The NewStandard ceased publishing on April 27, 2007.

ACLU sues California schools on behalf of pregnant students

by Amanda Luker

Sept. 8, 2004 – The ACLU filed a lawsuit last Wednesday against a California school system on behalf of pregnant students who claim the schools pushed them into alternative programs that were little more than "study halls." According to the students, the required classes had little real instruction, let alone covered college-preparatory material. The ACLU cites Title IX, which bars any discrimination in public schools and the Fourteenth Amendment protecting equal protection and due process.

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The suit, which may be given class action status, was filed against Antelope Valley Union Joint High School District and Los Angeles County Office of Education. The plaintiffs are two mothers, ages fifteen and seventeen. The ACLU estimates 120 students are experiencing similar conditions. Soly Perez, a fellow with ACLU of Southern California, told ABC News that students were being denied the right to a decent education. "Instead of providing these students with the opportunity to continue receiving the best education possible," Perez said, "administrators presented students with what amounts to a false choice between child care for their children and receiving a quality education."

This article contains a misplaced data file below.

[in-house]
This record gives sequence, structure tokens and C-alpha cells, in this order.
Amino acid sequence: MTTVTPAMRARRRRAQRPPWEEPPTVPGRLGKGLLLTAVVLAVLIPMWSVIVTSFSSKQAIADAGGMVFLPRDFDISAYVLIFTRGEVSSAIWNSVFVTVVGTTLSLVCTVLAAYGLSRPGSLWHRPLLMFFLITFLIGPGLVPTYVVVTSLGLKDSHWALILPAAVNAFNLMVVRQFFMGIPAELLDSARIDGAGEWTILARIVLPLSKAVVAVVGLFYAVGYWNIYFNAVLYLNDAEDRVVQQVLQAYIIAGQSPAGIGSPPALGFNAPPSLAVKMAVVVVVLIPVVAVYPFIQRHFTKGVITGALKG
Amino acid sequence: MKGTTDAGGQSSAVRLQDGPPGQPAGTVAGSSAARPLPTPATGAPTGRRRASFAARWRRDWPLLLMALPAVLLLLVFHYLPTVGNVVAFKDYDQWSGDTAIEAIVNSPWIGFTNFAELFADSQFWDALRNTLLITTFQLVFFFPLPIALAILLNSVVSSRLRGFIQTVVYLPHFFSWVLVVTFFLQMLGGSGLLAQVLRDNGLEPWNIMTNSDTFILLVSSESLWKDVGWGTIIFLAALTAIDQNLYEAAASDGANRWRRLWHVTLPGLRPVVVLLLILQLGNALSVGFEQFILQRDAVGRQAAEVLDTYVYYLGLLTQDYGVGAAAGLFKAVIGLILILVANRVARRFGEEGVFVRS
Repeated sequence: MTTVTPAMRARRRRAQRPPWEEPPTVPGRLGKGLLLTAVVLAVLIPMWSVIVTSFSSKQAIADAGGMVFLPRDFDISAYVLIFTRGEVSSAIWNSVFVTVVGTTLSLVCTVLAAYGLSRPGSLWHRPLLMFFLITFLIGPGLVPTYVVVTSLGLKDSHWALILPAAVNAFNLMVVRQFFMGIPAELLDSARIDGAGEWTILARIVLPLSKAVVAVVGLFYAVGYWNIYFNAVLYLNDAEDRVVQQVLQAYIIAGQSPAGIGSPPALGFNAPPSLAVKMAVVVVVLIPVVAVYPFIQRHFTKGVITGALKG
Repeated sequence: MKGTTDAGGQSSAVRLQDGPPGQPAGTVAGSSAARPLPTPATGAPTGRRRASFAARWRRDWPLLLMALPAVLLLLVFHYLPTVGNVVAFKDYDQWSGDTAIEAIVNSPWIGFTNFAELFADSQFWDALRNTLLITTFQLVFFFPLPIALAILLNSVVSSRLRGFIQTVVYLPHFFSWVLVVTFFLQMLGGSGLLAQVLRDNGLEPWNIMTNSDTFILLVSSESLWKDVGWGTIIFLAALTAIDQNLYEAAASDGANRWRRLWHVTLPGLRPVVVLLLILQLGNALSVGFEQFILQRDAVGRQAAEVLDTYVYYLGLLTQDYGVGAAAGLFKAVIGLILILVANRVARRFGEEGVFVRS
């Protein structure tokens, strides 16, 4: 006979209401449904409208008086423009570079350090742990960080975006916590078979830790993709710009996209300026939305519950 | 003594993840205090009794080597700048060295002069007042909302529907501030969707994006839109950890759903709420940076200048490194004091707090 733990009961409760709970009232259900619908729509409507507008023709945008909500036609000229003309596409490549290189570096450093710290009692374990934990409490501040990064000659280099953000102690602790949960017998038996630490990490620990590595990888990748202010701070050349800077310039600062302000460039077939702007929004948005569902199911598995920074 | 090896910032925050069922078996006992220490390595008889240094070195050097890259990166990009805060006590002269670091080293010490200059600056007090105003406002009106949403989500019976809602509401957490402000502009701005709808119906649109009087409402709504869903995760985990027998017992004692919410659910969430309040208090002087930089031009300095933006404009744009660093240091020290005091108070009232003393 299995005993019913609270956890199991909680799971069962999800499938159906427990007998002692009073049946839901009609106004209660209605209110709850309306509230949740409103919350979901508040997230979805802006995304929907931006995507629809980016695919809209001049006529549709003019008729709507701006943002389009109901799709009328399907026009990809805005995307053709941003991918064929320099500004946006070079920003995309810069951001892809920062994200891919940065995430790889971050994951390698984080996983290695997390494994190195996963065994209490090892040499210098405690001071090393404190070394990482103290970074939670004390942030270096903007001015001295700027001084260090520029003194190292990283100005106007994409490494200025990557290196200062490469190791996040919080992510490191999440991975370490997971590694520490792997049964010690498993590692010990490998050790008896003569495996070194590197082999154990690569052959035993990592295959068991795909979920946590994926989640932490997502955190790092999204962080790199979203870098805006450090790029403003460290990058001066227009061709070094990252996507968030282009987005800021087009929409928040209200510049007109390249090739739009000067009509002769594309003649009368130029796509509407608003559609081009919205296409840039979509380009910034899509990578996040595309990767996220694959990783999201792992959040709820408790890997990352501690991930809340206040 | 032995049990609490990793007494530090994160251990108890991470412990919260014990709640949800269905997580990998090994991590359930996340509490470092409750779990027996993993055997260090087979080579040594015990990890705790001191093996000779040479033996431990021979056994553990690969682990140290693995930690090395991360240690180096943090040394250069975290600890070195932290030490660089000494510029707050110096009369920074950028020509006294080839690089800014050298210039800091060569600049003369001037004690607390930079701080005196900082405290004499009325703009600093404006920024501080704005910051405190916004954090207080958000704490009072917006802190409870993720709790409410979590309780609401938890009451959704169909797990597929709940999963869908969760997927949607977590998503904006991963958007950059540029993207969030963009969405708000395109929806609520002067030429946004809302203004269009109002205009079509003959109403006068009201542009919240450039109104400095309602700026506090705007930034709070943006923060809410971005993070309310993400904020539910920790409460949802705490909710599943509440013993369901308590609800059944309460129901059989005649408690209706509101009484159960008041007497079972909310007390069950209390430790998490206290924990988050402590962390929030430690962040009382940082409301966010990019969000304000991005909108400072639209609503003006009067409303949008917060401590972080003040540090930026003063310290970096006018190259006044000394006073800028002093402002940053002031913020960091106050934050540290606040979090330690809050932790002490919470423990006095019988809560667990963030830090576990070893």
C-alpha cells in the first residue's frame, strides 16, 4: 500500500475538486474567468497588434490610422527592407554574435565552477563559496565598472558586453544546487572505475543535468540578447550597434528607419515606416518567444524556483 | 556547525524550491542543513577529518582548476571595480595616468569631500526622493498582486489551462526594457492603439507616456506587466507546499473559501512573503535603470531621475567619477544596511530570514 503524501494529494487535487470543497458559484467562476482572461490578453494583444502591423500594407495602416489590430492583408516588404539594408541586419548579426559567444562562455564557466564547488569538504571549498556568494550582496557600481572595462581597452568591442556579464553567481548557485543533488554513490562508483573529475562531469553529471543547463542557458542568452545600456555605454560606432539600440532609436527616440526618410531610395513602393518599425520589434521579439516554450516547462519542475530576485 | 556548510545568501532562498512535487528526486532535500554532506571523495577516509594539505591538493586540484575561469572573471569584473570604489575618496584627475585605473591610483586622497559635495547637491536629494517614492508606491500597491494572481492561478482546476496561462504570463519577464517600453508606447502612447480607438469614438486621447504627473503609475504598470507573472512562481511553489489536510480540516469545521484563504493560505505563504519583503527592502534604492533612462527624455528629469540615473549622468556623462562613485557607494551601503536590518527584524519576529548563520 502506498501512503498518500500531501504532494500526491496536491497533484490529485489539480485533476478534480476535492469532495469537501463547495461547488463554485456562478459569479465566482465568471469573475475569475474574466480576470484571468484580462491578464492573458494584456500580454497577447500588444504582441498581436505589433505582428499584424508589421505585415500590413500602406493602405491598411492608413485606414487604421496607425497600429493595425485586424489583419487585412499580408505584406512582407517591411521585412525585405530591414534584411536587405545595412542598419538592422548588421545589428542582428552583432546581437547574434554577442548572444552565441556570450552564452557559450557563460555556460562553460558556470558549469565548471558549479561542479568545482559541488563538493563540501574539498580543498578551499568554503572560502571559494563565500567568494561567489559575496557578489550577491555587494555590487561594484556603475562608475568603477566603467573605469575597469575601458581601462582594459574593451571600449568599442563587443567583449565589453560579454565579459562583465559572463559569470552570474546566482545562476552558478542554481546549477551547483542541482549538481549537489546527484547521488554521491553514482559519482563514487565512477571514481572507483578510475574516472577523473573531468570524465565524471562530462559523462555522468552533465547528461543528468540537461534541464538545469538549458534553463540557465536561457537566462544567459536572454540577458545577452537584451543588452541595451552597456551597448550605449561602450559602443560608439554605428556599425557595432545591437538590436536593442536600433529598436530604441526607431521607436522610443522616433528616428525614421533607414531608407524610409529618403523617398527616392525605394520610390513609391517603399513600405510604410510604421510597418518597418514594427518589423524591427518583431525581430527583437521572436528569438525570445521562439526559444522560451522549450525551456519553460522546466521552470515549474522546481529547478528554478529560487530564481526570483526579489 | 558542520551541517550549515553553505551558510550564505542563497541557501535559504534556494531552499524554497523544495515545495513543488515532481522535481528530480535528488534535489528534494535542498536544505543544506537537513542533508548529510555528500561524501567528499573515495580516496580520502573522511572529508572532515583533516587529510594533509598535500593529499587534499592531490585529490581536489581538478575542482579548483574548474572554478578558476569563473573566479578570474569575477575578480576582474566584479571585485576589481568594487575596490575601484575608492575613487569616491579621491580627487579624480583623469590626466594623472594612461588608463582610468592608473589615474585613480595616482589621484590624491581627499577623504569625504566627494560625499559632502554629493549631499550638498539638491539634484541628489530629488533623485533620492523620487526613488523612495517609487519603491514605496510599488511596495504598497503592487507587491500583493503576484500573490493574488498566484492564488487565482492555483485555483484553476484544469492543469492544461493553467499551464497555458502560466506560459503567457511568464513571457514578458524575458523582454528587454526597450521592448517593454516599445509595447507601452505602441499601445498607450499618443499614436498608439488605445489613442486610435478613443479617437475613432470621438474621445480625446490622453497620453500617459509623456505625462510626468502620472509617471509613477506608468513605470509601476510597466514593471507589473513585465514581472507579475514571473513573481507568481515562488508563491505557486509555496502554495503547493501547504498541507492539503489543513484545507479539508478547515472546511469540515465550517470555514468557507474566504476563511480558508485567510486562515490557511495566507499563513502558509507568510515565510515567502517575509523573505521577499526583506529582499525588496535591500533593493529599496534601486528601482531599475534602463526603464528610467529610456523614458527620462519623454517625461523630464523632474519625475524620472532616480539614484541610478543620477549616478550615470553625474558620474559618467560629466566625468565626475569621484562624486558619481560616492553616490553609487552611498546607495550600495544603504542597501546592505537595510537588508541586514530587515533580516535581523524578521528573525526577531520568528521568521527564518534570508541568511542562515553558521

California law requires that young parents enrolled in a government-funded program that provides day care and other services be given the choice between alternative and regular schooling.

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The NewStandard ceased publishing on April 27, 2007.


Amanda Luker is a contributing journalist.

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